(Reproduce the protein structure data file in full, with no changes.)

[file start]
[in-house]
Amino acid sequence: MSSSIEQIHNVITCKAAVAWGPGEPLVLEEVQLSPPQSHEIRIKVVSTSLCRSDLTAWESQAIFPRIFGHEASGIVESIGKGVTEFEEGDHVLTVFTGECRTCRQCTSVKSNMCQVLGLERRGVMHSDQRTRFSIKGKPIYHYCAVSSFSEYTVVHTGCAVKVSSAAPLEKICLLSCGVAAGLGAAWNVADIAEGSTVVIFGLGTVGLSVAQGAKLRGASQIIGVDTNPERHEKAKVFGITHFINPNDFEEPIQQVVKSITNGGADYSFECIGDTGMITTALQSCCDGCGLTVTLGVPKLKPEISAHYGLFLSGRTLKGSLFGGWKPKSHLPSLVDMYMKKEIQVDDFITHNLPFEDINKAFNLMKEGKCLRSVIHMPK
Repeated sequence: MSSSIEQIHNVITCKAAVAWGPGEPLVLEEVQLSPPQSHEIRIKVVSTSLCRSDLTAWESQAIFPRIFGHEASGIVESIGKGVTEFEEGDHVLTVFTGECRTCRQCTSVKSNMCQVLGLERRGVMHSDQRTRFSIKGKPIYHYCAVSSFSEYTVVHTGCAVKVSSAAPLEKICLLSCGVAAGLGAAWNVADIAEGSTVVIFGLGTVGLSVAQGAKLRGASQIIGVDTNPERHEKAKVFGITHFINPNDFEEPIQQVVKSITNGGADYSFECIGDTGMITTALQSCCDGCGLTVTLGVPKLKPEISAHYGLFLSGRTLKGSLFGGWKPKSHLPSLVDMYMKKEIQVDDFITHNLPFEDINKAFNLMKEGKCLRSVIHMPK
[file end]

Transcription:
[in-house]
Amino acid sequence: MSSSIEQIHNVITCKAAVAWGPGEPLVLEEVQLSPPQSHEIRIKVVSTSLCRSDLTAWESQAIFPRIFGHEASGIVESIGKGVTEFEEGDHVLTVFTGECRTCRQCTSVKSNMCQVLGLERRGVMHSDQRTRFSIKGKPIYHYCAVSSFSEYTVVHTGCAVKVSSAAPLEKICLLSCGVAAGLGAAWNVADIAEGSTVVIFGLGTVGLSVAQGAKLRGASQIIGVDTNPERHEKAKVFGITHFINPNDFEEPIQQVVKSITNGGADYSFECIGDTGMITTALQSCCDGCGLTVTLGVPKLKPEISAHYGLFLSGRTLKGSLFGGWKPKSHLPSLVDMYMKKEIQVDDFITHNLPFEDINKAFNLMKEGKCLRSVIHMPK
Repeated sequence: MSSSIEQIHNVITCKAAVAWGPGEPLVLEEVQLSPPQSHEIRIKVVSTSLCRSDLTAWESQAIFPRIFGHEASGIVESIGKGVTEFEEGDHVLTVFTGECRTCRQCTSVKSNMCQVLGLERRGVMHSDQRTRFSIKGKPIYHYCAVSSFSEYTVVHTGCAVKVSSAAPLEKICLLSCGVAAGLGAAWNVADIAEGSTVVIFGLGTVGLSVAQGAKLRGASQIIGVDTNPERHEKAKVFGITHFINPNDFEEPIQQVVKSITNGGADYSFECIGDTGMITTALQSCCDGCGLTVTLGVPKLKPEISAHYGLFLSGRTLKGSLFGGWKPKSHLPSLVDMYMKKEIQVDDFITHNLPFEDINKAFNLMKEGKCLRSVIHMPK